Stevie Nicks, who became the first woman inducted twice into the Rock and Roll Hall of Fame, and Janet Jackson both accepted their honours by calling for other women to join them.
Genre-bending acts Radiohead and The Cure led a British invasion into Brooklyn Friday night to take their spots in the Rock & Roll Hall of Fame, while pop icon Janet Jackson entered the shrine in an induction many industry insiders consider long overdue.
American folk rock legend Stevie Nicks became the first woman inducted twice - having already earned a spot in the rock pantheon as a member of band Fleetwood Mac - during a gala concert at New York's Barclays Center in Brooklyn to celebrate the seven 2019 honourees.
Heavy metal group Def Leppard, pop experimentalists Roxy Music and English psychedelic rock harmonists The Zombies rounded out the five-strong class of British inductees.
The inclusion of Jackson - whose socially conscious, sexually provocative and eminently danceable tracks made her a household name in the 1980s - comes as the Hall of Fame increasingly expands its definition of rock to include the likes of R&B.
She joins The Jackson 5 and her brother Michael in the Cleveland-based rock shrine, which has refused to remove the late pop king from its honoured artist list despite pressure over a documentary reviving pedophilia accusations against him.
Jackson declined to perform at the event, an unusual move some US reports owed to the fact that it would be broadcast on HBO, the network which aired the documentary about her brother, "Surviving Neverland."
Citing Jackson's "legendary black girl magic," pop futurist Janelle Monae inducted the 52-year-old superstar who spearheaded the creation of New Jack Swing.
Her synth-driven sound came to define the cutting edge of New York's club scene in the late 1980s.
Jackson steered clear of Michael discussions but noted her family's "extraordinary impact on popular culture," saying that as the youngest she "was determined to make it on my own."
"Tonight your baby sister has made it," she said, telling the Hall: "2020, induct more women!"
British sensation Harry Styles inducted Stevie Nicks -- whose poetic vocals and bewitching stage presence have made her an intergenerational rock legend.
She opened the show with a performance of "Stand Back," wearing her original shawl from the video and twirling to show off its shimmering gold fringe.
Speaking to journalists backstage, Nicks, 70, voiced hope that as the first woman twice inducted she was "opening up the door for other women, to go like, 'Hey man, I can do it.'"
'Play some music'
Radiohead frontman Thom Yorke skipped the ceremony, saying he was busy preparing a classical piece to debut at the Paris Philharmonic.
The lyricist of the visionary art rock band recently told Variety the group was "blase" about such honours, and like Jackson, Radiohead opted not to perform.
Radiohead soared to fame in the 1990s thanks to their haunting power ballad "Creep," going on to enjoy a cocktail of international commercial success, critical love and adoration from indie purists.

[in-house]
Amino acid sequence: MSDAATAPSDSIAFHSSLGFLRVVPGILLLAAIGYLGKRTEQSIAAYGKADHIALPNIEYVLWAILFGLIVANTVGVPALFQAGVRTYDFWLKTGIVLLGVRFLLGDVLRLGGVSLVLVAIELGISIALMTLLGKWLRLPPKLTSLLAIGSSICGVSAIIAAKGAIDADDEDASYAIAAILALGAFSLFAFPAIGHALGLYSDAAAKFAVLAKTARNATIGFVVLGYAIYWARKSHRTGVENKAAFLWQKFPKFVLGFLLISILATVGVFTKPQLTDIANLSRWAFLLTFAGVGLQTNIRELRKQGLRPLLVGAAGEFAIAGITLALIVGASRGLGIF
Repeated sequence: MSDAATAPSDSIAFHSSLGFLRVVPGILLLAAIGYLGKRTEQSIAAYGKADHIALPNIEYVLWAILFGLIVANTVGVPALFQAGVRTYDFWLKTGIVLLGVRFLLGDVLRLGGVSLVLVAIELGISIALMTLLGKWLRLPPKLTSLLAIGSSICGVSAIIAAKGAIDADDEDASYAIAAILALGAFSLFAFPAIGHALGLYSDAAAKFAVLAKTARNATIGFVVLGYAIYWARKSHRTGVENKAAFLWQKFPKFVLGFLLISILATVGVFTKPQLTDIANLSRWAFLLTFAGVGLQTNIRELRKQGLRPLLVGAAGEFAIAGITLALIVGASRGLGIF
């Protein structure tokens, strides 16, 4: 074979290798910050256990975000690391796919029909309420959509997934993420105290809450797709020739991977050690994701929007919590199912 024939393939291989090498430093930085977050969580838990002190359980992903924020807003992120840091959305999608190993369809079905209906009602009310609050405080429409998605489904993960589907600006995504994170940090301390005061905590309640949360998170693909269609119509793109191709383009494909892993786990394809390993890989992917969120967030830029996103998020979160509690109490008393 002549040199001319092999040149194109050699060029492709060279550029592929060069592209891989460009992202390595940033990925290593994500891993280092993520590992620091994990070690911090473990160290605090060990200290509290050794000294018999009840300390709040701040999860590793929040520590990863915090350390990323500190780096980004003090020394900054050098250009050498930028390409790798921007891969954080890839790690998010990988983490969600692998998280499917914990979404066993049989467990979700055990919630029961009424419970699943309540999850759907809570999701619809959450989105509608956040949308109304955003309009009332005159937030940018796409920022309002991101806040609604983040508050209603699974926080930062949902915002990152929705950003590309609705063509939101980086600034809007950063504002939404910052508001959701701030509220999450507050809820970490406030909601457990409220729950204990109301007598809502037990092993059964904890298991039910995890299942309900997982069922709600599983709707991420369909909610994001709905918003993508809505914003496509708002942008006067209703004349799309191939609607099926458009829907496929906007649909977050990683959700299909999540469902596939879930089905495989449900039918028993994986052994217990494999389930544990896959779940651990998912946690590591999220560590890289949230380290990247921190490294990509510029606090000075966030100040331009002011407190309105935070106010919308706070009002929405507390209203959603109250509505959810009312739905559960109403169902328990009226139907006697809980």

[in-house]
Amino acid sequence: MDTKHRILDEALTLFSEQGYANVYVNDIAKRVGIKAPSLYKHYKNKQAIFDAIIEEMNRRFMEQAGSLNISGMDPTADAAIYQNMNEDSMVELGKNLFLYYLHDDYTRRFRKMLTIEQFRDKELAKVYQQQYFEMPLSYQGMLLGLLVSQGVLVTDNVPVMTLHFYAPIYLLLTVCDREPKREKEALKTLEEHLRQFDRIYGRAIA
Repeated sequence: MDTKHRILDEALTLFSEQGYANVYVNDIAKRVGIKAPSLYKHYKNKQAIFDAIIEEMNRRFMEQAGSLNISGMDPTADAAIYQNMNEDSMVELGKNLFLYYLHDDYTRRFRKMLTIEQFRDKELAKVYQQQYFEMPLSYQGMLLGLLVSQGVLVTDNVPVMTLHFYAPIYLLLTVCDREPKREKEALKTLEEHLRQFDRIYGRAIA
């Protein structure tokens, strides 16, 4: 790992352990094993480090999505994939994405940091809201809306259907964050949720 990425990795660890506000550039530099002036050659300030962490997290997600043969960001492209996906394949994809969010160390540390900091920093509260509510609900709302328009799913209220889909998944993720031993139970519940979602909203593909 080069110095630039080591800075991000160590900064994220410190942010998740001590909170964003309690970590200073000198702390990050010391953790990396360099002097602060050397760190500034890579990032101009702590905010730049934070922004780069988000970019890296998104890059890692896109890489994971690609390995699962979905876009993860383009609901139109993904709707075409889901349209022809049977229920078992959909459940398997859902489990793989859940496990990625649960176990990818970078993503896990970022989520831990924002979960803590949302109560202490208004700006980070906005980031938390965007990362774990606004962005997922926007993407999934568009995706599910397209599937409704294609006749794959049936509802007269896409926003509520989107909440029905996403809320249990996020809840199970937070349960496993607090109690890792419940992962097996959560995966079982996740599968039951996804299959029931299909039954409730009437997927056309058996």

Members Ed O'Brien and Phil Selway accepted the award on behalf of the atmospheric group chosen in their second year of eligibility.
Acts can be inducted 25 years after their first commercial music release.
The Cure - known for enduring New Wave hits including "Lovesong" - has had a number of lineup swaps over its more than 40 years in the business, but always included frontman Robert Smith.
The 59-year-old known for his wailing voice and deathly complexion appeared with his signature shock of black hair and raccoon eyeliner.
Smith ran through a laundry list of thanks before picking up his guitar for the band's performance.
"I'd rather use the allocated time to play some music," he said, later telling journalists he's "not quite sure about the whole thing."
"At the same time, there are people in it who are my heroes," he said. "It would be really, really wrong of me to be anything other than delighted."
"How's that? I'm gonna run for office," he said, a smile cracking through his messy red lipstick.
English rockers Def Leppard -- who formed 42 years ago and kicked off the 1980s metal era -- said it owed the award to its fans, who packed stadiums for guitar anthems like "Pour Some Sugar on Me."
Lead Singer Joe Elliott told journalists the band was "soaking up" the honour but said "tomorrow morning, we have other mountains to climb."
Another British act, Roxy Music - formed in 1970 in glam rock's heyday, providing a model for the 1980s New Wave scene - saw Bryan Ferry reunite with the group.
Former member and ambient pioneer Brian Eno, however, snubbed the event due to "other commitments."
English rockers The Zombies - the 1960s group known for lush harmonies and intricate arrangements on hits like "Time of The Season" - were all smiles for the gala, perhaps a preview of their performance at a festival this summer to commemorate the 50th anniversary of Woodstock.
"We play with the same passion now that we did when we were 18 years old," said keyboardist Rod Argent.